View Full Version : Four legs take to Djiboutian sands

07-21-04, 08:01 AM
Four legs take to Djiboutian sands
Submitted by: Combined Joint Task Force - Horn of Africa
Story Identification #: 20047176471
Story by Cpl. Jeff M. Nagan

CAMP LEMONIER, Djibouti (July 13, 2004) -- Rexie is seven years old, and a U.S. Marine to boot.

He never went to recruit training or had to complete the infamous Crucible, but he is just as much a Marine as those who do. One of the biggest differences between Rexie and his compatriots is that he is willing to work for nothing more than a rubber ball and some old-fashion attention.

Rexie, a German shepard, is one of several military working dogs deployed here since June to assist in force protection measures by searching vehicles and people entering the gates.

“They are a force protection multiplier,” said Capt. Frank Diorio, commanding officer, India Company, 3rd Battalion, 2nd Marine Regiment. “They enhance our security presence with the skills they bring to the table.”

The dogs and their handlers aid the sentries, said Lance Cpl. Kevin E. Kollasch, military working dog handler for Force Protection. The dogs’ acute sense of smell may detect such things as explosive devices that may not be seen with human eyes.

The dogs are another weapon in the Marine Corps arsenal to counter terrorism and strengthen security, Diorio said.

Throughout each day and night, military working dogs and their handlers are always on call or already on scene, searching to make sure nothing suspicious makes it through the base gates.

“The dogs are able to find the most common explosives used worldwide,” said Kollasch, who hails from Algona, Iowa. “You can run but you can’t hide from our dogs’ noses — it’s just that simple.”

Although nothing has been found entering the gates, the chance does exist, Kollasch said. In addition to searching vehicles, the dogs act as a physical deterrent by being present when someone enters the gates.

“This is a real world mission,” Kollasch said. “What we do here really makes a difference. We are protecting all those on this base.”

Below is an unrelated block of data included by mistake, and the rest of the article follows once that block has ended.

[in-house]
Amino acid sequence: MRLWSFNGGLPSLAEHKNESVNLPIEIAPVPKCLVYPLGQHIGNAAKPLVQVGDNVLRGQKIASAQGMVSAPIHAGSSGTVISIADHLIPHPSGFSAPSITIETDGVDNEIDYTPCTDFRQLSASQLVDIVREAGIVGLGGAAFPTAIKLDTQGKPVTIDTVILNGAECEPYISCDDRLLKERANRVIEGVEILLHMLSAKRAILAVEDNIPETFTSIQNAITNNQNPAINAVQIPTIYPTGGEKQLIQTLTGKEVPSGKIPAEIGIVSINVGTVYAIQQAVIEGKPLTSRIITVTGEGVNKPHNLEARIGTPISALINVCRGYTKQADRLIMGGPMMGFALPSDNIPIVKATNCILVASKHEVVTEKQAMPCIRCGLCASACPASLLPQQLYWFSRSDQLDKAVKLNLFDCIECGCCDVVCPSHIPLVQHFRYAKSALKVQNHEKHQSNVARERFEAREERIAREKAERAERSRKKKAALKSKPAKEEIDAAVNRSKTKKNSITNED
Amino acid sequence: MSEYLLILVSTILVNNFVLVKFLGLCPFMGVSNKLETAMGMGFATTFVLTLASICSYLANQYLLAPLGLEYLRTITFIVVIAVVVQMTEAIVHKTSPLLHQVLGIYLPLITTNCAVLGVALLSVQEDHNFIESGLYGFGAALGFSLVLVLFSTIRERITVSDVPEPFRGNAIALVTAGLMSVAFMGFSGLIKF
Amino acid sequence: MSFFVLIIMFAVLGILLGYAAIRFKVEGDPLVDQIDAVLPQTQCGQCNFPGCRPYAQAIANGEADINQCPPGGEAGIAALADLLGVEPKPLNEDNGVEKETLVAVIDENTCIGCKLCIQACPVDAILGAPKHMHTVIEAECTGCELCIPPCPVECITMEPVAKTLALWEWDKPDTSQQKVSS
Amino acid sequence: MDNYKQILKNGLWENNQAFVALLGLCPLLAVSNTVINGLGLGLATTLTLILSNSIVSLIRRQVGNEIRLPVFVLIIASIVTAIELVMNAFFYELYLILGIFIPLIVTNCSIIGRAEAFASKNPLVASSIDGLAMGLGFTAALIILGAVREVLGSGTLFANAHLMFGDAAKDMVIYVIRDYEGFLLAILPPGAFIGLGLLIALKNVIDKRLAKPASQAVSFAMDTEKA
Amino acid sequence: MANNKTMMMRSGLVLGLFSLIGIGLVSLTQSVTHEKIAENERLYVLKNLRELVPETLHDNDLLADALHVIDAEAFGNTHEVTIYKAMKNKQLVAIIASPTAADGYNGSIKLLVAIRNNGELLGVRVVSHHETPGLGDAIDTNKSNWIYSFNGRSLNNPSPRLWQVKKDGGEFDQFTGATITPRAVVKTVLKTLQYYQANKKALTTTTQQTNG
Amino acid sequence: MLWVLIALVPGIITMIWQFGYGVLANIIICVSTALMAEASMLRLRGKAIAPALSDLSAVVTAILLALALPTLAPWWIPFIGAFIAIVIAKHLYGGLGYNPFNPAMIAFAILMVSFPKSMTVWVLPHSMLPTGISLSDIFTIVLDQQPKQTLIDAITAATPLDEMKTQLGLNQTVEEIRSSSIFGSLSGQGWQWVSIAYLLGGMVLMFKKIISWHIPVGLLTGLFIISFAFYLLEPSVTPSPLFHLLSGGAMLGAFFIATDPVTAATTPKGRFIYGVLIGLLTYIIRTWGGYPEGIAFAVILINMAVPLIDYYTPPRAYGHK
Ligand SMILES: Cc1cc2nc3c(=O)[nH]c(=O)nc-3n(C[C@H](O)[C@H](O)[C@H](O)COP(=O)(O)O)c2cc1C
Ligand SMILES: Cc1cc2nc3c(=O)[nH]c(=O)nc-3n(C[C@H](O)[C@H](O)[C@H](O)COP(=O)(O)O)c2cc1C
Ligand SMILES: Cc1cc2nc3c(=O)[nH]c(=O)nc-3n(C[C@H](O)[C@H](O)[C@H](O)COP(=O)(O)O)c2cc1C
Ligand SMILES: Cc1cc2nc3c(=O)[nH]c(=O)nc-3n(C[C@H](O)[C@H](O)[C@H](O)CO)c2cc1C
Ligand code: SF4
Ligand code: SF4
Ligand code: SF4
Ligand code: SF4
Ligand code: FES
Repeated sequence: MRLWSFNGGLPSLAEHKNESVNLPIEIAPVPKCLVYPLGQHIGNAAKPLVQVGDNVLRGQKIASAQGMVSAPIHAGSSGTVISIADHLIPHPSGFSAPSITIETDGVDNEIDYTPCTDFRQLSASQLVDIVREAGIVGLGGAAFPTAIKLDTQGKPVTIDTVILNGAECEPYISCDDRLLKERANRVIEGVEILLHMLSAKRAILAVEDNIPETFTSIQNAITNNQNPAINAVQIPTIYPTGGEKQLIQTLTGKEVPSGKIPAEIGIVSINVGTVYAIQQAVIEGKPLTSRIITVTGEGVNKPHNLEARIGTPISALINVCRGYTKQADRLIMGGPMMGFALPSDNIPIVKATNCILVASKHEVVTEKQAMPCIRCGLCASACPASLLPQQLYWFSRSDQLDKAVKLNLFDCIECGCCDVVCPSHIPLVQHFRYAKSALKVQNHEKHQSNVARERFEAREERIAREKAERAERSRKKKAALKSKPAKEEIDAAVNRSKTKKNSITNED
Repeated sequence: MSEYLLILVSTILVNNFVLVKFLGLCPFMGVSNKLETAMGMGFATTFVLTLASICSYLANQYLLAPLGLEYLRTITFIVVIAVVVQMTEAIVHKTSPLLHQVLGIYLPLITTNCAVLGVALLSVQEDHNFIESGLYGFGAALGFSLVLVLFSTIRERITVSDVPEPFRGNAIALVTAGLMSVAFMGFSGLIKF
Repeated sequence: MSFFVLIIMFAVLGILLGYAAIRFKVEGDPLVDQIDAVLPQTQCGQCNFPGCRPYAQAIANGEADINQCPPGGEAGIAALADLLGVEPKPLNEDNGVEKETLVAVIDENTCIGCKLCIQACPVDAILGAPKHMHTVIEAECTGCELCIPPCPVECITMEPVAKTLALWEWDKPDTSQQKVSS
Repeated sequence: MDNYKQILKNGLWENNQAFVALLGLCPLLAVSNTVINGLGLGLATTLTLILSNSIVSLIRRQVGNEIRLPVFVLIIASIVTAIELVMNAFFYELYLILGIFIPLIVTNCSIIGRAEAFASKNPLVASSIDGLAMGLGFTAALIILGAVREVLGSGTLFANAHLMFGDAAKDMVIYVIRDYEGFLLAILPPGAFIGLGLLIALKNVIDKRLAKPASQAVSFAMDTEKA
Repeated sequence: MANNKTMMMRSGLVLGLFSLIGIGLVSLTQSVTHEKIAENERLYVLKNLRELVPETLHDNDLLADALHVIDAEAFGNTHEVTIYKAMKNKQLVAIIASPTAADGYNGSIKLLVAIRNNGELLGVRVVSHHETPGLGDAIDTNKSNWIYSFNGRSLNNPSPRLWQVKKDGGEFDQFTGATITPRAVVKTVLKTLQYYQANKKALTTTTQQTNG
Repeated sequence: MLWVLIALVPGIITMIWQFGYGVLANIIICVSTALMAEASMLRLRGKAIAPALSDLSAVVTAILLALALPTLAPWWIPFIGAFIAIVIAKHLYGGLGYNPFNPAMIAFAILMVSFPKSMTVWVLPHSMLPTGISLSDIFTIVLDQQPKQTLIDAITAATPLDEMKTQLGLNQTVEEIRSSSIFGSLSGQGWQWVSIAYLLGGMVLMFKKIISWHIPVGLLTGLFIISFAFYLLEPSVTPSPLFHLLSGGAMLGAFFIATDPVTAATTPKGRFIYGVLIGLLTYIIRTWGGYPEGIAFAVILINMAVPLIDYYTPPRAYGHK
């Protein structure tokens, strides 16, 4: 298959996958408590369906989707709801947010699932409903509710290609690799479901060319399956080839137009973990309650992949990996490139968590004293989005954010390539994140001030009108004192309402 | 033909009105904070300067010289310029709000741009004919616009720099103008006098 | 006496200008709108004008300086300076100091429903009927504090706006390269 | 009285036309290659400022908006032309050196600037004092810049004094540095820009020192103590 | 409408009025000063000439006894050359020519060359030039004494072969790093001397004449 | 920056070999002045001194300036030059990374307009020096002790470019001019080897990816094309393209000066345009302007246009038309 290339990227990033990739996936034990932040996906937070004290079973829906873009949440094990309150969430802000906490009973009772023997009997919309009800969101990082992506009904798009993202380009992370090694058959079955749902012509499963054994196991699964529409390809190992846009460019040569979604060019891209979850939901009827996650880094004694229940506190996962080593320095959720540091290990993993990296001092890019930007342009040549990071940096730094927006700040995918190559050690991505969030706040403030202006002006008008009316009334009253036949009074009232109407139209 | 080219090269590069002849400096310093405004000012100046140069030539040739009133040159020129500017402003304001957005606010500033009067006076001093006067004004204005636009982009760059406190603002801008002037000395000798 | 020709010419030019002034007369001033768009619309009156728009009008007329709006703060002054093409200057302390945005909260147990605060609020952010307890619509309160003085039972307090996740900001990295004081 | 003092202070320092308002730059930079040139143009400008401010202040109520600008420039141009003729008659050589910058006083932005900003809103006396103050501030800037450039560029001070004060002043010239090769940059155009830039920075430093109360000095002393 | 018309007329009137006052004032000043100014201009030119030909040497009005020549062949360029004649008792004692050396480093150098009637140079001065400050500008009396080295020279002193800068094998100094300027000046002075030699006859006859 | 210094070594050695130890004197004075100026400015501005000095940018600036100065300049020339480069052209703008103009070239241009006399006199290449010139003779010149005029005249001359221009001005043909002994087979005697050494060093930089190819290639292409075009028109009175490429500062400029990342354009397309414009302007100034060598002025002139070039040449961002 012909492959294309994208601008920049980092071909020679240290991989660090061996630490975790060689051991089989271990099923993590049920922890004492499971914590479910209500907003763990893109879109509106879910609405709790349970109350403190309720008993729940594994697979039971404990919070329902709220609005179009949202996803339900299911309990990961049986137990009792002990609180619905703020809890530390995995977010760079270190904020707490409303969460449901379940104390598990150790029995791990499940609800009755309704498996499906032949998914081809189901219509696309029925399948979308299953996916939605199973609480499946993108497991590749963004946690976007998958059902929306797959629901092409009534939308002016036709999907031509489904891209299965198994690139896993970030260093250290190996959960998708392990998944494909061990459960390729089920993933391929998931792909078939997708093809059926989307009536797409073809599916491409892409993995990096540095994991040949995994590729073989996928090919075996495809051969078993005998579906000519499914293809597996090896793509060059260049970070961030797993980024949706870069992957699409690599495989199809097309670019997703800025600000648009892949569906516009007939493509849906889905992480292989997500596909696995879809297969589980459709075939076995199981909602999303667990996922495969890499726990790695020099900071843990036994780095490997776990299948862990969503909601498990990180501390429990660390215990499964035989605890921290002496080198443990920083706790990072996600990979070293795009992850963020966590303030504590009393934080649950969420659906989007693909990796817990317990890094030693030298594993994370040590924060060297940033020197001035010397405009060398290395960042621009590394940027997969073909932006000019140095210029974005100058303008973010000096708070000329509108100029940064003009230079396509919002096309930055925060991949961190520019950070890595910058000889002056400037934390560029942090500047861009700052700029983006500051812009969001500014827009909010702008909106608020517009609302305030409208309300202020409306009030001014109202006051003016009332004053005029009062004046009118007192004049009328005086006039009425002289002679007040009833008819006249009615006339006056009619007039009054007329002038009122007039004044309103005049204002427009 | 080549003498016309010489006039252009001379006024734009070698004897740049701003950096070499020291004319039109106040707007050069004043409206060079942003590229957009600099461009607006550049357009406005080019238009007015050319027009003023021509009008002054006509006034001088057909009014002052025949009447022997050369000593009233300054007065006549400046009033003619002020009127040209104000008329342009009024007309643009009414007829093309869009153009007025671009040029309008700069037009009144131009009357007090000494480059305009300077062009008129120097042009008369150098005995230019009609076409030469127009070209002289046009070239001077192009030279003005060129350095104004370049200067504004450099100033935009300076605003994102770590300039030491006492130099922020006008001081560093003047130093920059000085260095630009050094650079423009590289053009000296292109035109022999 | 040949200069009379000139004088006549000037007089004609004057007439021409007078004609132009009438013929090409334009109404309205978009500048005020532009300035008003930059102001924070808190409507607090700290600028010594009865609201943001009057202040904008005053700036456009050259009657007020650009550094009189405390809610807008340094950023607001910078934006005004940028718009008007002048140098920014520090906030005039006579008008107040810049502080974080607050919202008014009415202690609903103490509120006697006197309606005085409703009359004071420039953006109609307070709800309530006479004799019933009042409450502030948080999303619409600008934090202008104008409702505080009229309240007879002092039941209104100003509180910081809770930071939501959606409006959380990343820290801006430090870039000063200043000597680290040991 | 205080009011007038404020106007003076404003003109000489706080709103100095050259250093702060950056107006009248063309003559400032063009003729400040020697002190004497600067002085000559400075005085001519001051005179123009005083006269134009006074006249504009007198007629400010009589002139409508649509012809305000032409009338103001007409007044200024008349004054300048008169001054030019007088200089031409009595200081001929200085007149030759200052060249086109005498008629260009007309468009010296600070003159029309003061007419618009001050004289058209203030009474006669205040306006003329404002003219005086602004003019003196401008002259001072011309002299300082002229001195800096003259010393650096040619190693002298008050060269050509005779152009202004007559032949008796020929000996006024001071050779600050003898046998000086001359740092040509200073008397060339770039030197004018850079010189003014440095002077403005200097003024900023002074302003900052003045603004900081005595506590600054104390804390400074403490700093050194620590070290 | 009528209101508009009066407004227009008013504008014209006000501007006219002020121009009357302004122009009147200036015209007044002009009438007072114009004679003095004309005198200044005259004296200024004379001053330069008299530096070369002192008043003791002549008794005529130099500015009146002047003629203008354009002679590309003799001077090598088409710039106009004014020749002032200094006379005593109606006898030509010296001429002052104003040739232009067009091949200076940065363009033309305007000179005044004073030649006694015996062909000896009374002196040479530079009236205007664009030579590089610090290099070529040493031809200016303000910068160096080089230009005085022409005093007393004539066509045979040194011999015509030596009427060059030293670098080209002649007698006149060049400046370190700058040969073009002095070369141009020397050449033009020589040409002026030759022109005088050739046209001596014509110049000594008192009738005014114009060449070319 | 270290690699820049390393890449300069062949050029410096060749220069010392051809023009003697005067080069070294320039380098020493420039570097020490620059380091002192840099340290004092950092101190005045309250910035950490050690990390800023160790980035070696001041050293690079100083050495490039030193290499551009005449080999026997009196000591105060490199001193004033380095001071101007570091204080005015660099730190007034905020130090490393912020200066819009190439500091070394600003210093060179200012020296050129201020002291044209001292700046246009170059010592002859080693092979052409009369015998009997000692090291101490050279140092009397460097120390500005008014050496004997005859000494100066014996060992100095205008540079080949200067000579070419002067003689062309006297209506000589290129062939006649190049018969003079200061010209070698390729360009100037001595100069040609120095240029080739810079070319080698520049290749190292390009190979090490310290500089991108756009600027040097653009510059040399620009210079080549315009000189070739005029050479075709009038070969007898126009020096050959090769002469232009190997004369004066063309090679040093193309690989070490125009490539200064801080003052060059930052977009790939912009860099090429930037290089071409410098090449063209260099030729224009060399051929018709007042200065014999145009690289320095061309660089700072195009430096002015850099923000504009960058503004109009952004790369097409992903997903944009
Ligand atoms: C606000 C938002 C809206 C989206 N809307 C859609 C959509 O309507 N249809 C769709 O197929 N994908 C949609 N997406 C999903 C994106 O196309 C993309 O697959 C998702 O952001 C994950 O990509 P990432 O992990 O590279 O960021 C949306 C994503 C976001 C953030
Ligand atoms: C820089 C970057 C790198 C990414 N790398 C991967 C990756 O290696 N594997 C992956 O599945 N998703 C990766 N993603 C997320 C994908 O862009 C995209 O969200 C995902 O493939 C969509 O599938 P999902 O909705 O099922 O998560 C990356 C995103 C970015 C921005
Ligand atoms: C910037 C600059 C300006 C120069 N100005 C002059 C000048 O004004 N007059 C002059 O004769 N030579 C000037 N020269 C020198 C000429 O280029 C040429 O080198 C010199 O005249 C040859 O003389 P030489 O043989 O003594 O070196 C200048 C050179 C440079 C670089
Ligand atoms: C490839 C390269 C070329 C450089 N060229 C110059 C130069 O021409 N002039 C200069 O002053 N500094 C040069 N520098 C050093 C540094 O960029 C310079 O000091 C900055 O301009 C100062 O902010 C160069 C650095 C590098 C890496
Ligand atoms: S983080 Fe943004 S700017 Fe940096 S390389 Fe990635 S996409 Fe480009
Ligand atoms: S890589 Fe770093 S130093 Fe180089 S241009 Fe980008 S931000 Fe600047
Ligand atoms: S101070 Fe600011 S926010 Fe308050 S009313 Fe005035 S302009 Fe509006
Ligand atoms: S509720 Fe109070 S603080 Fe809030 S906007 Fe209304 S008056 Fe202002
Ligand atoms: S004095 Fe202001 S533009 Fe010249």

Besides being in a potentially hostile situation, Djibouti, Africa, is also a harsh environment. Daily temperatures higher than 120 degrees throughout the year can pose a serious risk to the dogs.

“Imagine being in a fur coat and having to climb on top of things,” Kollasch said. “That’s pretty much what it’s like for the dogs out here.”

Since dogs cannot sweat, the only way they can cool down is by panting, Kollasch said. It only takes a few minutes outside before the dogs start panting. Just like their human sidekicks, the canines must overcome the heat by acclimatizing to the drastic temperatures.

“We work four-hour shifts,” Kollasch said. “We also try to keep them in the air conditioned vehicle as much as we can.”

Military working dogs and their handlers are a team, Kollasch said. The dog cannot do the job alone, and without the dog, the handler cannot either.

“We have to know our dogs and build a relationship,” Kollasch said. “Since the dog cannot talk, we must be able to look at them and know if they are sick or something is wrong.”
Kollasch and Rexie, as many handlers will say, are more than a team. Kollasch knows about the health of his dog, right down to the small pain that bothers Rexie near the base of his spine. Rexie can also sense when something is wrong in his handler, according to Kollasch.

“Emotions travel down leash,” said Kollasch. “If the handler is having a bad day, the dog will too.”

Military working dogs, like all dogs, have certain requirements to remain happy and healthy. Kollasch keeps Rexie happy with abundant amounts of attention and an occasional game of football.

“We try to play with our dogs each day as much as we can,” Kollasch said. “Rexie is fairly laid back, but when I tell him to do something he does. He has a lot of energy when he’s working.”

The handlers and their canine companions will be here assisting the gate sentries until early next year. According to Diorio, together, they work hard making sure that nothing gets past the dogs and their noses.


CAMP LEMONIER, Djibouti -- Lance Cpl. Kevin E. Kollasch, military working dog handler for Force Protection, keeps his dog Rexie, a seven-year-old German shepard, on a short leash after a person comes to close while exiting the base Saturday. Photo by: Cpl. Jeff M. Nagan